Since in those days local musicians had to bank on the coverage they got from state-owned media (to generate album sales, and, more so, to tap into the large ‘private functions’ market), the duo’s parents went into overdrive in trying to set up a meeting with the then Information Minister, Raja Zafarul Haq. After many tries, Nazia and Zoheb finally managed to bag a meeting with the dictator himself.
The teens were summoned to the palatial President House in Islamabad and were sat in front of the grinning general in full view of PTV’s news team and cameras, and given a long lecture on what it means to be Muslim and Pakistani. Soon after, the ban was lifted.
Pop music, as long as it was presented within the parameters allowed by the censors, continued to be played alongside the increasing number of religious programmes on PTV. These parameters included: little or no dancing while singing; no physical contact between male and female singers; and it was preferable if the singers avoided wearing western clothes, especially jeans.
Ironies in this context kept cropping up across the Zia regime. Even during perhaps its most reactionary period (1986-87), viewers were suddenly treated to a song and video that would trigger the first big wave of urban pop music in the country. The song was the otherwise harmless Dil, Dil Pakistan (1987), but played and sung by a very modernly-attired group of middle-class youngsters calling themselves the Vital Signs.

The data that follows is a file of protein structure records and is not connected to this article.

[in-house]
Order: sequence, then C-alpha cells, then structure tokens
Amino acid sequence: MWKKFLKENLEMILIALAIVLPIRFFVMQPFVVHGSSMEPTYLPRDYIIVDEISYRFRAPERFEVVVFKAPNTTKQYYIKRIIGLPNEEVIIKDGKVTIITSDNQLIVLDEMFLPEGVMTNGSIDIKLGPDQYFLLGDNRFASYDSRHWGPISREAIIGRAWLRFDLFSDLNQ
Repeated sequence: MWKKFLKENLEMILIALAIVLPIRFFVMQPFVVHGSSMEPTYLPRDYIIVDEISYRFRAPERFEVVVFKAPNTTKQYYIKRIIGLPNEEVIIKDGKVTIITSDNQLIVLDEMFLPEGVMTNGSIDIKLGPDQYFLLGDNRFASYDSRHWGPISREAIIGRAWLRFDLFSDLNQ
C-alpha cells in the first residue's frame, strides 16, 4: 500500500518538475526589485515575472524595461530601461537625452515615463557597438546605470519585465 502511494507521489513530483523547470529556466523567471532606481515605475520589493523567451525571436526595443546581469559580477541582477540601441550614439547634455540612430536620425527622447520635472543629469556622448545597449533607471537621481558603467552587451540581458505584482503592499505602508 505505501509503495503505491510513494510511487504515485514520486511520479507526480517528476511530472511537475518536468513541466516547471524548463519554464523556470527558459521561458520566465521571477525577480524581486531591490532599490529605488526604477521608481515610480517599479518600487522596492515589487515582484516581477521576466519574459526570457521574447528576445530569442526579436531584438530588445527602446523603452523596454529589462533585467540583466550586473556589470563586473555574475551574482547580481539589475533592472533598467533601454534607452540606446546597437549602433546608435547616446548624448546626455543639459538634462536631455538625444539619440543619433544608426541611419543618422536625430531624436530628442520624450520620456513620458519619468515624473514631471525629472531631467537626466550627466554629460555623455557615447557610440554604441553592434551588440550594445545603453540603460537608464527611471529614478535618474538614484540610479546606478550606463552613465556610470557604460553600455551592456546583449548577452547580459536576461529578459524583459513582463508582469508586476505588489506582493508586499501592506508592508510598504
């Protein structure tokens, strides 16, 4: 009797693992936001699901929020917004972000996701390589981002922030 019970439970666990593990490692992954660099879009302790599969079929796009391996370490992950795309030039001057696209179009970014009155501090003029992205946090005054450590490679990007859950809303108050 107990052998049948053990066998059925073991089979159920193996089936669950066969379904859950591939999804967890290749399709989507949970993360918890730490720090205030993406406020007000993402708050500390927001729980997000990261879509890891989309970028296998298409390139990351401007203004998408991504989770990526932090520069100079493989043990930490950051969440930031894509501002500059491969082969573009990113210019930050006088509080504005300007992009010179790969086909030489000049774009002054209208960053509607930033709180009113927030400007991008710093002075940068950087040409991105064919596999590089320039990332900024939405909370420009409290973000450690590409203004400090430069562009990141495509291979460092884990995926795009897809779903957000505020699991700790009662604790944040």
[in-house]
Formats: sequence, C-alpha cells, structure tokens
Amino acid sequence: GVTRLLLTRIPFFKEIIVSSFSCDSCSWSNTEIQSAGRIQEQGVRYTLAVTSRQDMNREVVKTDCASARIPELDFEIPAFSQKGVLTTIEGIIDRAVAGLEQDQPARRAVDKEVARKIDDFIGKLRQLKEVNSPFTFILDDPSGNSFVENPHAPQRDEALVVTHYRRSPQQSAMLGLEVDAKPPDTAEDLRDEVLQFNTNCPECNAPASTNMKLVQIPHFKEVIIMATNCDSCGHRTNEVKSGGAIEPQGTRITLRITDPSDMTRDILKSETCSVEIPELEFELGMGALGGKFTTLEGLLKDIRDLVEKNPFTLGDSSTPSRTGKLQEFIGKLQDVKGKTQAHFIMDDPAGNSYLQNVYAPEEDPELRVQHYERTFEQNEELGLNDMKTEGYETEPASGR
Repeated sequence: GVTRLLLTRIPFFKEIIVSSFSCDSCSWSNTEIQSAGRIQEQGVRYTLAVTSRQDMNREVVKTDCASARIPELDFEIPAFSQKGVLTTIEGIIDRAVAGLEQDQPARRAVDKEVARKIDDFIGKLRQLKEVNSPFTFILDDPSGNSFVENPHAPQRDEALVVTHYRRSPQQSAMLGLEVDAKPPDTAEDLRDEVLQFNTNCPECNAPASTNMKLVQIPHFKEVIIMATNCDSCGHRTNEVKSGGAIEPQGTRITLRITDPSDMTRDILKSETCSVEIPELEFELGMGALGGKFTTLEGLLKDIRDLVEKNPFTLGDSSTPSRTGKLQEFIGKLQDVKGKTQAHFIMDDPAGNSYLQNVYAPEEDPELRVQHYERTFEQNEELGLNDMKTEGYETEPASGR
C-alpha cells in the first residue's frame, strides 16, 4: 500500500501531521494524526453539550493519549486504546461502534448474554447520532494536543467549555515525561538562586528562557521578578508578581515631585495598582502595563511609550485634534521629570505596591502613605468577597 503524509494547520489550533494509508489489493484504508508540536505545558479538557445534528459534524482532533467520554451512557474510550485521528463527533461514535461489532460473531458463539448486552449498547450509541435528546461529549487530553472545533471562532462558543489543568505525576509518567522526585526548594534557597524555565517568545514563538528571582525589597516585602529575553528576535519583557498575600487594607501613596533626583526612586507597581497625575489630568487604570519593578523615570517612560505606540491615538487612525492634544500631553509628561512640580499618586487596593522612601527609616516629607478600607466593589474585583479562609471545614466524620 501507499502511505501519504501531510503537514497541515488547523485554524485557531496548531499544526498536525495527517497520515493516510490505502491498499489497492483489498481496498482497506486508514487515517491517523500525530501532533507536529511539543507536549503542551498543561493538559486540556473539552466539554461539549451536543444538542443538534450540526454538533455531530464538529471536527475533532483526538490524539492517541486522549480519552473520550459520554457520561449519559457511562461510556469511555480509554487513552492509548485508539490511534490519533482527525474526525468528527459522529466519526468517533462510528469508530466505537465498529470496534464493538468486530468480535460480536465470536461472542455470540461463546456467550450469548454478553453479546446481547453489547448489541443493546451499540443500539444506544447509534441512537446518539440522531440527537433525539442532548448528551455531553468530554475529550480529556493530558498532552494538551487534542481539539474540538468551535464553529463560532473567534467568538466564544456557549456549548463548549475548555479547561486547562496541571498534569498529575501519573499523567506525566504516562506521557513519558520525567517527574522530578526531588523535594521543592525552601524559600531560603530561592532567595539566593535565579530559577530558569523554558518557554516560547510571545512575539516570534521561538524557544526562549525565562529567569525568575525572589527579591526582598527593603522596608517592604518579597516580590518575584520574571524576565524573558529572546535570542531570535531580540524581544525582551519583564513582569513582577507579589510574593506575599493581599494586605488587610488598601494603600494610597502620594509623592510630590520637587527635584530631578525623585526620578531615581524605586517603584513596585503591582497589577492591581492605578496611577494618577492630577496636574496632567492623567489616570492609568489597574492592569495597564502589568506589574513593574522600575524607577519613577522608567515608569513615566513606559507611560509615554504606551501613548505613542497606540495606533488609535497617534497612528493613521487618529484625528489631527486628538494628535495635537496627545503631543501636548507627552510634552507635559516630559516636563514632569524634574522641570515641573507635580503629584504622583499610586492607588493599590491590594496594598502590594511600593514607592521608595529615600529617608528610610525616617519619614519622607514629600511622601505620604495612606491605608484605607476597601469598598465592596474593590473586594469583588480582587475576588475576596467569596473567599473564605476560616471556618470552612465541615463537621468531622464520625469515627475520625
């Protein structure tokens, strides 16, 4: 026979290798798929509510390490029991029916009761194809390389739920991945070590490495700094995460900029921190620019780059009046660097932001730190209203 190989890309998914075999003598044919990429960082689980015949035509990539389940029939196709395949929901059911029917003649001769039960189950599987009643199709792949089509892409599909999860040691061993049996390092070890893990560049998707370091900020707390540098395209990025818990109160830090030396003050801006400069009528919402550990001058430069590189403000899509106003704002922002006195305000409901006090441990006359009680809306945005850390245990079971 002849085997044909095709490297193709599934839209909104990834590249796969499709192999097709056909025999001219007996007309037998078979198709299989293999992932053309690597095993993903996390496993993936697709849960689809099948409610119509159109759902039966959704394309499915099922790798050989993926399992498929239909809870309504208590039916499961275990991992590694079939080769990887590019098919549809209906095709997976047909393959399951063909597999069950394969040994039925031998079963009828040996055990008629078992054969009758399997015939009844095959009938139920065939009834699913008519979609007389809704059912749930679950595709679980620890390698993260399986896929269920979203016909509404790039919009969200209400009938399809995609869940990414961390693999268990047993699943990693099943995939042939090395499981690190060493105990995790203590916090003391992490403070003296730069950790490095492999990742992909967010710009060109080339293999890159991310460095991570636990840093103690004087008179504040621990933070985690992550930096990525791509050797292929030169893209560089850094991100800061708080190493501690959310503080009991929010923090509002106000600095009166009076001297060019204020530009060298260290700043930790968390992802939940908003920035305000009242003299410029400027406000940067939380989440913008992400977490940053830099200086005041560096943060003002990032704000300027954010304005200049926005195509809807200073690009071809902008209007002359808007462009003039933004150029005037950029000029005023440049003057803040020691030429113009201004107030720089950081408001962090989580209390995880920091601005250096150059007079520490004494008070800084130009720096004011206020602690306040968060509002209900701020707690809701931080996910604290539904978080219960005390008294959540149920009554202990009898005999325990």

Zia was a curious character. Though a master of the art and politics of exploiting faith to remain in power, and pulling into the mainstream extremist figures and clerics who till his arrival had only existed on the fringes of society, Zia was very conscious of not being seen as a ‘conventional mullah.’
In his 2003 book, Uncensored, the former General Manager of PTV, the late Burhanuddin Hasan wrote that on various occasions Zia was advised by some of his religious allies to sport a beard, but he always declined to keep one. Burhanuddin also wrote that Zia was a keen TV watcher.
Maverick film and TV director, Shoaib Mansoor, who produced the popular PTV satire show Fifty Fifty (1978-84) told an interviewer in the 1990s that Zia would often call him after watching the show and share his observations. Mansoor said that at one point the phone calls became so frequent that the Fifty Fifty team wondered whether the ‘President’ spent all his evenings sitting in front of a TV.
Zia was also a big fan of Haseena Moin’s light-hearted TV rom-com Ankahi (1982). However, once he called the serial’s producer, Mohsin Ali, and ‘advised’ him that all male and female characters in the play should appear in kameez-shalwar and only the bad guys should be shown in western attire.
If you watch the serial today on YouTube or a DVD, you will notice that male characters who were appearing in western attire in the first few episodes suddenly begin to appear in kameez-shalwar!
After the producers and actors of the serial complained about the move, Zia reversed the decision and allowed the ‘good guys’ to also adorn western clothing. However, he did ask PTV to stop women from appearing in saris.
Published in Dawn, EOS, July 2nd, 2017